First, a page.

|RIGHTWARD SHIFT IN DEMAND||LEFTWARD SHIFT IN DEMAND|
|A rise in income of the consumer||Fall in the income of the consumer|
|A rise in prices of substitutes||Fall in prices of substitutes|
|A fall in the price of complementary good||A rise in the price of complementary good|
|Decreased taxes on the good||Rise in taxes on the good|
|The expectation of rise in price in future||The expectation of a fall in price in future|
|Increase in preference for the good||Decrease in preference for the good|
slope of the demand curve and exceptions to the law of demand
The downward slope of the demand curve
- Law of diminishing marginal utility: the law of diminishing marginal utility states that the satisfaction derived from the consumption of a good decreases with an increase in the amount of that good consumed. Since the marginal utility falls with an increase in the quantity of that good consumed, consumers will buy more of that commodity only at a lower price. This happens because the satisfaction derived from each incremental unit of that commodity keeps decreasing. Hence, the demand curve is downward sloping. That is, more quantity is demanded only at lower prices.
- Multiple uses of a commodity: goods have multiple uses and some of these uses are more important than others. At high prices, goods are consumed only for their most important purposes. However, when the price of a commodity falls, consumers may start to use that commodity for other less important purposes as well. This leads to a rise in the quantity demanded. For example, with a fall in the price of milk, consumers will start to buy more milk for other uses such as making butter and yoghurt.
- Price effect: price effect refers to the changes in quantity demanded of a commodity due to a change in its price. For normal and inferior goods, a fall in the price of a commodity leads to an increase in its quantity demanded. That is, more quantity is bought at lower prices. The price effect can be decomposed into the following:
- Income effect: for normal goods, the income effect is the resultant rise in real income or purchasing power of consumers from a fall in the price of a commodity. As price falls, purchasing power rises and consumers can buy more of that commodity.
- Substitution effect: it is the impact of a change in relative price of a commodity as compared to its substitutes. Hence, as the price falls, consumers begin to substitute that commodity in place of other related goods. The quantity demanded of that commodity rises.
Exceptions to the Law of Demand
- Giffen goods: Giffen goods represent a rare case where the quantity demanded of a commodity falls even with a fall in its price. This happens because the magnitude of the negative income effect of these goods is greater than the positive substitution effect, leading to a negative price effect as a whole.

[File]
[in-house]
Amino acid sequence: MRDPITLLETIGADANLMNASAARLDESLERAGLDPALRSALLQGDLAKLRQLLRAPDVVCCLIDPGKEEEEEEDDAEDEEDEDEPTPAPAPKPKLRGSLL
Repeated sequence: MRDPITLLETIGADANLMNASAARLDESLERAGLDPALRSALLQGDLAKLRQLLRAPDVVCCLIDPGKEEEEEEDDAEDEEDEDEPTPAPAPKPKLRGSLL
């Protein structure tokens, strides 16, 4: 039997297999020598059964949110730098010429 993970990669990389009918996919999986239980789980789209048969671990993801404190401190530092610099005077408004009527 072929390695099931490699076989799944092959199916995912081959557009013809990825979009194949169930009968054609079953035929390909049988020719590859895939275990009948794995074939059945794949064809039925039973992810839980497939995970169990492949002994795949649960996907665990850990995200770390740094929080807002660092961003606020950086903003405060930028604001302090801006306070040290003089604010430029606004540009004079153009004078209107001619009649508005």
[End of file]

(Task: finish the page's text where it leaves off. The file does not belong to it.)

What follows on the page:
- Luxury or Veblen goods: the quantity demanded of luxury goods rise with a rise in their price because these goods act as a symbol of status. Hence, the higher the price of these goods, the higher will be their demand.
- Expectations: the law of demand can break down in certain situations where consumers expect the prices to change in the future. For example, if they expect the price to rise in future, they will buy more of that good even at high prices.
- Necessities: certain commodities have a minimum quantity that a consumer must buy. For example, a certain minimum quantity of food is necessary for survival. Hence, consumers will buy some minimum quantity of such foods irrespective of a rise in prices of these food products.
- Emergencies: situations such as war may create shortages or other emergency circumstances leading to a breakdown of the law of demand.
Supply and its determinants
Determinants of Supply
- Price (P): normally, the supply of a commodity is positively related to price. A rise in price leads to a rise in the quantity supplied of that commodity. This is because producers will offer more for sale at higher prices in order to increase their profits. However, some commodities such as agricultural products are exceptions to this because the supply of these goods cannot be increased in the short run. For instance, once wheat is planted in the fields, its supply is fixed and cannot be increased whenever the producer wants to.
- Input prices (I): prices of inputs or factors of production determine the costs involved in the production of a commodity. A rise in input prices reduces the profit margin of producers, therefore, reducing the supply of the commodity. A fall in input prices, on the other hand, makes the commodity more profitable and producers offer more of it for sale.